October 22, 2014
By Gordon Bates.
When the Pharisees heard that he had silenced the Sadducees, they gathered together, and one of them, a lawyer, asked him a question to test him. 'Teacher, which commandment in the law is the greatest?' He said to him, ' "You shall love the Lord your God with all your heart, and with all your soul, and with all your mind." This is the greatest and first commandment. And a second is like it: "You shall love your neighbour as yourself." On these two commandments hang all the law and the prophets.'
Earlier in the just completed baseball season, I read an article about the various pressures to which Major League players were subjected on a daily basis. One phrase grabbed my attention. Underlining all those pressures (from travel, night games/day games and injuries to competition for playing time), one player was quoted as saying, "you have to be really good at failure to be good in professional baseball." How true!! A major league position player is considered a success at batting if he hits safely two to three times out of ten at-bats. Greatness is within reach if, over the course of a lengthy career, one's overall batting record shows three to four hits out of ten tries. Only a handful of players since 1900 have managed to get beyond a .400 percentage for just one year. Boston Red Sox's "splendid splinter," Ted Williams, was the last one to achieve that in 1941, almost seventy-five years ago. Major League Pitchers face the same tough road. Winning just over half of their game decisions is considered a solid season and pitching a complete nine-inning game is a rarity. Baseball success is hard to come by and it demands incredible self-discipline as well as talent and a good bit of luck. Most of all it requires a healthy capacity to keep moving ahead.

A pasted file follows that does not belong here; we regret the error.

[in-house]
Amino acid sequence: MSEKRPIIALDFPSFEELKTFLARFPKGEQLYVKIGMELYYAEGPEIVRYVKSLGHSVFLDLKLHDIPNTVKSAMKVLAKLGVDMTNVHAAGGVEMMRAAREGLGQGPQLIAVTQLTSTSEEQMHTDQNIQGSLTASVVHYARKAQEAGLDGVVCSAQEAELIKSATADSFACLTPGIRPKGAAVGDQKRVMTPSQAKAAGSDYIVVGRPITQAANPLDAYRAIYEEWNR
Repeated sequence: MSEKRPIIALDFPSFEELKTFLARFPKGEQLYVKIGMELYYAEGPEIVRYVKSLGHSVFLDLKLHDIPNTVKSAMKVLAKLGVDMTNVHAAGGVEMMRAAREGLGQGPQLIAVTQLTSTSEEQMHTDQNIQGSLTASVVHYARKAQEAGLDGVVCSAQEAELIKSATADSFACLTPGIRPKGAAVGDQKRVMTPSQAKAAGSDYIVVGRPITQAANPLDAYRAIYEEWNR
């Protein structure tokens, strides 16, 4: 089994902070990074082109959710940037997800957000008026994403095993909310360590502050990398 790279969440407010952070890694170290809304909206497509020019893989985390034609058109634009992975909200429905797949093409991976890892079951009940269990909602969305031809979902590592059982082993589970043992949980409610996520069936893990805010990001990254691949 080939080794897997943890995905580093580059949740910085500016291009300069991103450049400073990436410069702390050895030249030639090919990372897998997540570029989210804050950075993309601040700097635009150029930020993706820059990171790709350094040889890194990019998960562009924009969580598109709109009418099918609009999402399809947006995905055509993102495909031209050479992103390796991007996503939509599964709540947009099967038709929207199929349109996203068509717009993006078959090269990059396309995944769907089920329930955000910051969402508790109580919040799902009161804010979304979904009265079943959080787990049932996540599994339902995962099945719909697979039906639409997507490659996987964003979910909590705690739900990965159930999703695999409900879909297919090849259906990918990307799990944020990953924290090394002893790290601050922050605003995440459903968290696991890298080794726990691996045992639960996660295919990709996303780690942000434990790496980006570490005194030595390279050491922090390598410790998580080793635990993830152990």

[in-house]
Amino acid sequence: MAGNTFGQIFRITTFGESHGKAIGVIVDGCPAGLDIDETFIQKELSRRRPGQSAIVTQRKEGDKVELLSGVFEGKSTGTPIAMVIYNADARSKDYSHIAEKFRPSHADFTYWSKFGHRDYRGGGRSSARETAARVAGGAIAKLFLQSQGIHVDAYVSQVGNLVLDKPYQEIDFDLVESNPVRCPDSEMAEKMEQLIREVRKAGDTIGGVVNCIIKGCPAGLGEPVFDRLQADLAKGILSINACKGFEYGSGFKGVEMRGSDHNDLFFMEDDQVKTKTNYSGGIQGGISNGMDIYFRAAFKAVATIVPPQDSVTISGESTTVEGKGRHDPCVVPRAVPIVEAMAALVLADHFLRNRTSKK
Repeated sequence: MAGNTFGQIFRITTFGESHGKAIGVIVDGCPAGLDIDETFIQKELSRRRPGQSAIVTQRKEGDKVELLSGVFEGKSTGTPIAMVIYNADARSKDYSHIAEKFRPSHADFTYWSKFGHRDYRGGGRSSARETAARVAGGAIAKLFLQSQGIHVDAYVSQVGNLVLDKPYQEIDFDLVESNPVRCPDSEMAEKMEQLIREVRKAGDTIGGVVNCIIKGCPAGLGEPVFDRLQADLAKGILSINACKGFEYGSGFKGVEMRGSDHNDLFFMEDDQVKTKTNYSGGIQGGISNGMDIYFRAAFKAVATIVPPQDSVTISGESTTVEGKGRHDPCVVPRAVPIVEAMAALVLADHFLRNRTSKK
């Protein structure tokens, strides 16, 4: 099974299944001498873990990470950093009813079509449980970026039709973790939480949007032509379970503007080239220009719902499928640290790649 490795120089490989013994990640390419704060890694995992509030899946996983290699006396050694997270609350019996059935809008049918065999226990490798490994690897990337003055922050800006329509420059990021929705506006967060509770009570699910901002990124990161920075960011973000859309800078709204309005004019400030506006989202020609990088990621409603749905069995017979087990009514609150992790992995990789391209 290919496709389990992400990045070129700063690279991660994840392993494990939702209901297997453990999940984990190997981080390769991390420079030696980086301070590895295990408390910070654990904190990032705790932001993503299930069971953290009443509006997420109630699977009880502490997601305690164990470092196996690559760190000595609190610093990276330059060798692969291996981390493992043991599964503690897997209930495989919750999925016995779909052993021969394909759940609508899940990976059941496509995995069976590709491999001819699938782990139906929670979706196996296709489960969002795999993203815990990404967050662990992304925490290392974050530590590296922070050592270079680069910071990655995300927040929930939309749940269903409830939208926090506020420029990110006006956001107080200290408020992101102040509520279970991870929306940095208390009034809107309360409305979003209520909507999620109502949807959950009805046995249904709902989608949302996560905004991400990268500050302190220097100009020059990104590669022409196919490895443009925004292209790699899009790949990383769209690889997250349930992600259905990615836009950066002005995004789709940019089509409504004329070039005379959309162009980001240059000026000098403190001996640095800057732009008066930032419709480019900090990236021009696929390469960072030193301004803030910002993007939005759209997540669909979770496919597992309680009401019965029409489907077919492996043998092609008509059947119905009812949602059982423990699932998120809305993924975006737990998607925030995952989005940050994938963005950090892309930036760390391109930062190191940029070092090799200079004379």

In scriptural terms, our oldest source of wisdom, the baseball axiom of becoming successful failures is a form of recognizing that we are called to an impossible mission: to love God with all the faculties we have and our neighbor as ourselves. We won't succeed each time we are in situations that call for us to be kind and compassionate, because doing that is harder than hitting a 95 mph baseball, and even harder to sustain day after day. But each morning we get new opportunities to help make this a compassionate world. What matters is that we stay in the game, focus on Jesus' example; and trust, as Jesus did, that God cares most of all about the times we minister to the hurting and helpless (especially "the least of these)" to heal and restore (see Matthew 25). We can assume that God cares about our failures, but God's call is to move on, focus on sharing God's compassionate love with all our neighbors, and learn to fail forward.
Lord, grant us the faith we need to move beyond our failures, accept your forgiveness, practice compassion, and be grateful each day that we are able to be in the game. Amen.
Spirited Wednesday: October 22, 2014 , by Gordon Bates.